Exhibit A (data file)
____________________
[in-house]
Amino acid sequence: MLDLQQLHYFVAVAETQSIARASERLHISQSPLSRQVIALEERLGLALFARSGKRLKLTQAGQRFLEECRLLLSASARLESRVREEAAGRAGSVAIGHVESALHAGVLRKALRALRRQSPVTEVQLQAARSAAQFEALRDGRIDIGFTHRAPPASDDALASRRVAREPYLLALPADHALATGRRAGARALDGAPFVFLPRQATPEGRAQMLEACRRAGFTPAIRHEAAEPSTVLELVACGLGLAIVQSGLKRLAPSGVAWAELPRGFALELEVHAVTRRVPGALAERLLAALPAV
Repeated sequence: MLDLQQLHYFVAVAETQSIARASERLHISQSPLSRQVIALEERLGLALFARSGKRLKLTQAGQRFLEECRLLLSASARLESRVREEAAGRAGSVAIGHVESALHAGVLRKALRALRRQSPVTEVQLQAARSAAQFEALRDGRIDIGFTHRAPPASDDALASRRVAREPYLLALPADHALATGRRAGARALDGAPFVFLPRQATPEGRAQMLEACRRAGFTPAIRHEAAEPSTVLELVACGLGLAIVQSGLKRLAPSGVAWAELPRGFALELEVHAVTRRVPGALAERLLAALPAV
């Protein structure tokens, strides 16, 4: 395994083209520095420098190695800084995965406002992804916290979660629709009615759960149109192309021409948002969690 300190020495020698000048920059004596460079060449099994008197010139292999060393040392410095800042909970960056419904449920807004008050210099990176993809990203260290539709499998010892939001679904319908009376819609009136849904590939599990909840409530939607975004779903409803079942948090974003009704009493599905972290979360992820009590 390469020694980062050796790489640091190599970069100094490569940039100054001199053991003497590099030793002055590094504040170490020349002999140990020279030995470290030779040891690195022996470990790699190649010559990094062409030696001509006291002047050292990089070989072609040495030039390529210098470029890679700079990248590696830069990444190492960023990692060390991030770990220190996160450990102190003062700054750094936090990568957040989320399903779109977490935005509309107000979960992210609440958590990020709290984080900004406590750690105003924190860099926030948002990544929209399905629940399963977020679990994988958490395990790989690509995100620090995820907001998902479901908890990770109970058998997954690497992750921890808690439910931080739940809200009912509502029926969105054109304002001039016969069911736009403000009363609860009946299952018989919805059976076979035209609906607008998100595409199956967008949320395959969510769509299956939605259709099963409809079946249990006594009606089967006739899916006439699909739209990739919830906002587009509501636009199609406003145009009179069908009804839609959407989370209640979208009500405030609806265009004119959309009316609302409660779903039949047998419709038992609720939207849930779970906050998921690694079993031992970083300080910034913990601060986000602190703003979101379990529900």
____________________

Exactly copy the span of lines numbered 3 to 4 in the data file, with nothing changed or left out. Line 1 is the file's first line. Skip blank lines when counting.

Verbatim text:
Repeated sequence: MLDLQQLHYFVAVAETQSIARASERLHISQSPLSRQVIALEERLGLALFARSGKRLKLTQAGQRFLEECRLLLSASARLESRVREEAAGRAGSVAIGHVESALHAGVLRKALRALRRQSPVTEVQLQAARSAAQFEALRDGRIDIGFTHRAPPASDDALASRRVAREPYLLALPADHALATGRRAGARALDGAPFVFLPRQATPEGRAQMLEACRRAGFTPAIRHEAAEPSTVLELVACGLGLAIVQSGLKRLAPSGVAWAELPRGFALELEVHAVTRRVPGALAERLLAALPAV
């Protein structure tokens, strides 16, 4: 395994083209520095420098190695800084995965406002992804916290979660629709009615759960149109192309021409948002969690 300190020495020698000048920059004596460079060449099994008197010139292999060393040392410095800042909970960056419904449920807004008050210099990176993809990203260290539709499998010892939001679904319908009376819609009136849904590939599990909840409530939607975004779903409803079942948090974003009704009493599905972290979360992820009590 390469020694980062050796790489640091190599970069100094490569940039100054001199053991003497590099030793002055590094504040170490020349002999140990020279030995470290030779040891690195022996470990790699190649010559990094062409030696001509006291002047050292990089070989072609040495030039390529210098470029890679700079990248590696830069990444190492960023990692060390991030770990220190996160450990102190003062700054750094936090990568957040989320399903779109977490935005509309107000979960992210609440958590990020709290984080900004406590750690105003924190860099926030948002990544929209399905629940399963977020679990994988958490395990790989690509995100620090995820907001998902479901908890990770109970058998997954690497992750921890808690439910931080739940809200009912509502029926969105054109304002001039016969069911736009403000009363609860009946299952018989919805059976076979035209609906607008998100595409199956967008949320395959969510769509299956939605259709099963409809079946249990006594009606089967006739899916006439699909739209990739919830906002587009509501636009199609406003145009009179069908009804839609959407989370209640979208009500405030609806265009004119959309009316609302409660779903039949047998419709038992609720939207849930779970906050998921690694079993031992970083300080910034913990601060986000602190703003979101379990529900």